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PUBLIC MARKS from greut with tag design


Stop Designing for “Users”

Activity-Centered Design (ACD) focuses on the activity context in which individuals interact with your product. Instead of analyzing specific goals and tasks, ACD focuses on the analysis of meaningful, goal-directed actions supported by tools and artifacts in a social world




Johnny Holland - It’s all about interaction » Blog Archive » The iPhone is Not Easy to Use: A New Direction for UX Design

For every job that must be done, there is an element of fun. You find the fun and SNAP! The job’s a game!

My grand-father was saying: life is a game

Trails of EasyExtend » Blog Archive » Guido is my problem - Projects and projections

Our software is as brittle as 15-20 years ago. Reusable objects and framework superstructures have failed. UML has failed. Even design pattern have failed as they turned out to be more idiomatic than universal. What’s left are lightweight programming languages which let us glue things together. Some are user friendly and don’t suck badly. That’s still the best we have.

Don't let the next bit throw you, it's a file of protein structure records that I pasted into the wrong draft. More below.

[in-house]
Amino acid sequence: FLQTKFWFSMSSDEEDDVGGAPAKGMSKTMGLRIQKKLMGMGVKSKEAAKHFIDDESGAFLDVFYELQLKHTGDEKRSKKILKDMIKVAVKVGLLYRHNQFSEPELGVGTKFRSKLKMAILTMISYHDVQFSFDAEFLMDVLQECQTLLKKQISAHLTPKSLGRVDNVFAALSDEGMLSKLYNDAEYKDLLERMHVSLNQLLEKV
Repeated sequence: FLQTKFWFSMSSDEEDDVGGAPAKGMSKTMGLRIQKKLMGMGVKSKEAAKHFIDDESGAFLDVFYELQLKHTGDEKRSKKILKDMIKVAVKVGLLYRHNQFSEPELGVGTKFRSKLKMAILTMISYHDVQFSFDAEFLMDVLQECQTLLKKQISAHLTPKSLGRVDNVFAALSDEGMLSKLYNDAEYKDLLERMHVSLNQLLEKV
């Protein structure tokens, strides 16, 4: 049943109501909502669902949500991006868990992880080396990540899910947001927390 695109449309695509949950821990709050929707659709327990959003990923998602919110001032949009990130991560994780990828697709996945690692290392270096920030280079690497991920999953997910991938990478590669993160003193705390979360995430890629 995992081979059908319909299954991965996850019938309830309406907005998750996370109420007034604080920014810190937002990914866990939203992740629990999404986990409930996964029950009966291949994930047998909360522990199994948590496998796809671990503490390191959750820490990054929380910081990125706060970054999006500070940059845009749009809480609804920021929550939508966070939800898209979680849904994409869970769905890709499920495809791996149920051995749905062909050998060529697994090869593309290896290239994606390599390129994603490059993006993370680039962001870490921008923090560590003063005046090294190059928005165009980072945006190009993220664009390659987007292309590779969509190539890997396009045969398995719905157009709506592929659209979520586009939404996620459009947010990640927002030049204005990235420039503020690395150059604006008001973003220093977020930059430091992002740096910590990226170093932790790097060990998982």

Lua, are you there?

Secure Cookie Authentication for CouchDB | Jason Davies: Web Design and Development

I’ve recently been working on an implementation of cookie-based authentication for CouchDB. This is important for pure CouchDB applications (couchapps), where browsers communicate directly with CouchDB. Currently browsers can be authenticated using HTTP basic auth but the popup login box can be disruptive and confusing for users.

don't miss the picture.

Are you building an everyday app? (the LinkedIn problem) - Bokardo